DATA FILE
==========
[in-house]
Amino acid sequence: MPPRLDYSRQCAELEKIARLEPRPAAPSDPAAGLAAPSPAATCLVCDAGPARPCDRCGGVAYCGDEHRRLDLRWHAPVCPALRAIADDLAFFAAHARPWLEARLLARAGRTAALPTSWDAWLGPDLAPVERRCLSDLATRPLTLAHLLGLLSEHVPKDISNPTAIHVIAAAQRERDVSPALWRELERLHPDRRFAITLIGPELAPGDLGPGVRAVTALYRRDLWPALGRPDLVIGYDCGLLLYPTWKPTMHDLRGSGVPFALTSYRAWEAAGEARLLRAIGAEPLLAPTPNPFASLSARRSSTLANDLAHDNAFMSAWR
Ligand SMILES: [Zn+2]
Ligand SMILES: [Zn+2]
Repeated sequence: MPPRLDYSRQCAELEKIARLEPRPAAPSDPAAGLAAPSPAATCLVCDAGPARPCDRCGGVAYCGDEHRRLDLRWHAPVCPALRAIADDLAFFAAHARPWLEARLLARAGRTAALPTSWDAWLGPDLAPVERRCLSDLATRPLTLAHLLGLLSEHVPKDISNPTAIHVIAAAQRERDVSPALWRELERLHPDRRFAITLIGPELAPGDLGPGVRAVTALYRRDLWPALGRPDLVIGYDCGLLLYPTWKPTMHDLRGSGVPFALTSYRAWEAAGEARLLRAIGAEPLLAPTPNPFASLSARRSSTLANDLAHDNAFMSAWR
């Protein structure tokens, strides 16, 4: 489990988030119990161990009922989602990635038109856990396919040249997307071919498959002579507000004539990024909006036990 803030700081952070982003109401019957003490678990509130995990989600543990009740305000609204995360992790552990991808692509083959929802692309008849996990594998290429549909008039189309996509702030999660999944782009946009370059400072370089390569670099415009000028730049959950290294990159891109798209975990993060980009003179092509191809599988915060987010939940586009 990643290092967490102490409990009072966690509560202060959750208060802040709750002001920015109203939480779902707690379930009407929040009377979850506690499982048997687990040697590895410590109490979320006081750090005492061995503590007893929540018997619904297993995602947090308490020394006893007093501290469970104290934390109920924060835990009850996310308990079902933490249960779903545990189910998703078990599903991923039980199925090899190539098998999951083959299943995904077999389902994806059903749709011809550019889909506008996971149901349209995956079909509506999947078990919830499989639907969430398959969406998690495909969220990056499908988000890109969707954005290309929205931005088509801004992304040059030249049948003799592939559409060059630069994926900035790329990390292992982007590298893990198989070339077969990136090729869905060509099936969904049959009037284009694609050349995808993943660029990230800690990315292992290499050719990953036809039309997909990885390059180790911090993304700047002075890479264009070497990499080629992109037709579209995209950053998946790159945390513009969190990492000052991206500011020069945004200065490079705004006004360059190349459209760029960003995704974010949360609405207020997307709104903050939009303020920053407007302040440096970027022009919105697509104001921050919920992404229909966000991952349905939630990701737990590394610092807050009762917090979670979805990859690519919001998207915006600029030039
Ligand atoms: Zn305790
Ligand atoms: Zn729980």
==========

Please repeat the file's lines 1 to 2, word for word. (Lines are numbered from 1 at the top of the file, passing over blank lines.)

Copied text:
[in-house]
Amino acid sequence: MPPRLDYSRQCAELEKIARLEPRPAAPSDPAAGLAAPSPAATCLVCDAGPARPCDRCGGVAYCGDEHRRLDLRWHAPVCPALRAIADDLAFFAAHARPWLEARLLARAGRTAALPTSWDAWLGPDLAPVERRCLSDLATRPLTLAHLLGLLSEHVPKDISNPTAIHVIAAAQRERDVSPALWRELERLHPDRRFAITLIGPELAPGDLGPGVRAVTALYRRDLWPALGRPDLVIGYDCGLLLYPTWKPTMHDLRGSGVPFALTSYRAWEAAGEARLLRAIGAEPLLAPTPNPFASLSARRSSTLANDLAHDNAFMSAWR